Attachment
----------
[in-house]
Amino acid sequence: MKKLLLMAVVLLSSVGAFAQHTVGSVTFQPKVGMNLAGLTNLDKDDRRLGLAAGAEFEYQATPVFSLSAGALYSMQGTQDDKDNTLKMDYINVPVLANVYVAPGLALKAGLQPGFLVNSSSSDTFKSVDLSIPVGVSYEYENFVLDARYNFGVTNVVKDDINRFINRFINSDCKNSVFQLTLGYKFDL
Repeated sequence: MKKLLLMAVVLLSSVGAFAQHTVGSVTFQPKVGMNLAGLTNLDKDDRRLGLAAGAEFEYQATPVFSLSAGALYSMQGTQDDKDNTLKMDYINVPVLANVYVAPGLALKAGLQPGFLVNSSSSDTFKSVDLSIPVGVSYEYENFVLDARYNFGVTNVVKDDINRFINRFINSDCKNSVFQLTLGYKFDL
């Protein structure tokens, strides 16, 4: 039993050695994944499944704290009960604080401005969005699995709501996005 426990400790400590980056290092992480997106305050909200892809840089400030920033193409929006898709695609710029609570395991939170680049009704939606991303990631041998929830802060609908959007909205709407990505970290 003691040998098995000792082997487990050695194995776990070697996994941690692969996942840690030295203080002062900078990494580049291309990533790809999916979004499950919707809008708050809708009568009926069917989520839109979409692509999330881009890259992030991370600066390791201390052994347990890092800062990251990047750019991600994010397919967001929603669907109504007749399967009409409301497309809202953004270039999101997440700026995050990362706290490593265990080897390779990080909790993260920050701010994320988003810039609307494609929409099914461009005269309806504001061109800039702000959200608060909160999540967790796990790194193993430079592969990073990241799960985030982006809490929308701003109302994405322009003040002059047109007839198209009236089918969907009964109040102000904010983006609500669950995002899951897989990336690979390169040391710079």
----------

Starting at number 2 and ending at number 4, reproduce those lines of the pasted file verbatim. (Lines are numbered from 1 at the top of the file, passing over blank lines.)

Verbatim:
Amino acid sequence: MKKLLLMAVVLLSSVGAFAQHTVGSVTFQPKVGMNLAGLTNLDKDDRRLGLAAGAEFEYQATPVFSLSAGALYSMQGTQDDKDNTLKMDYINVPVLANVYVAPGLALKAGLQPGFLVNSSSSDTFKSVDLSIPVGVSYEYENFVLDARYNFGVTNVVKDDINRFINRFINSDCKNSVFQLTLGYKFDL
Repeated sequence: MKKLLLMAVVLLSSVGAFAQHTVGSVTFQPKVGMNLAGLTNLDKDDRRLGLAAGAEFEYQATPVFSLSAGALYSMQGTQDDKDNTLKMDYINVPVLANVYVAPGLALKAGLQPGFLVNSSSSDTFKSVDLSIPVGVSYEYENFVLDARYNFGVTNVVKDDINRFINRFINSDCKNSVFQLTLGYKFDL
């Protein structure tokens, strides 16, 4: 039993050695994944499944704290009960604080401005969005699995709501996005 426990400790400590980056290092992480997106305050909200892809840089400030920033193409929006898709695609710029609570395991939170680049009704939606991303990631041998929830802060609908959007909205709407990505970290 003691040998098995000792082997487990050695194995776990070697996994941690692969996942840690030295203080002062900078990494580049291309990533790809999916979004499950919707809008708050809708009568009926069917989520839109979409692509999330881009890259992030991370600066390791201390052994347990890092800062990251990047750019991600994010397919967001929603669907109504007749399967009409409301497309809202953004270039999101997440700026995050990362706290490593265990080897390779990080909790993260920050701010994320988003810039609307494609929409099914461009005269309806504001061109800039702000959200608060909160999540967790796990790194193993430079592969990073990241799960985030982006809490929308701003109302994405322009003040002059047109007839198209009236089918969907009964109040102000904010983006609500669950995002899951897989990336690979390169040391710079």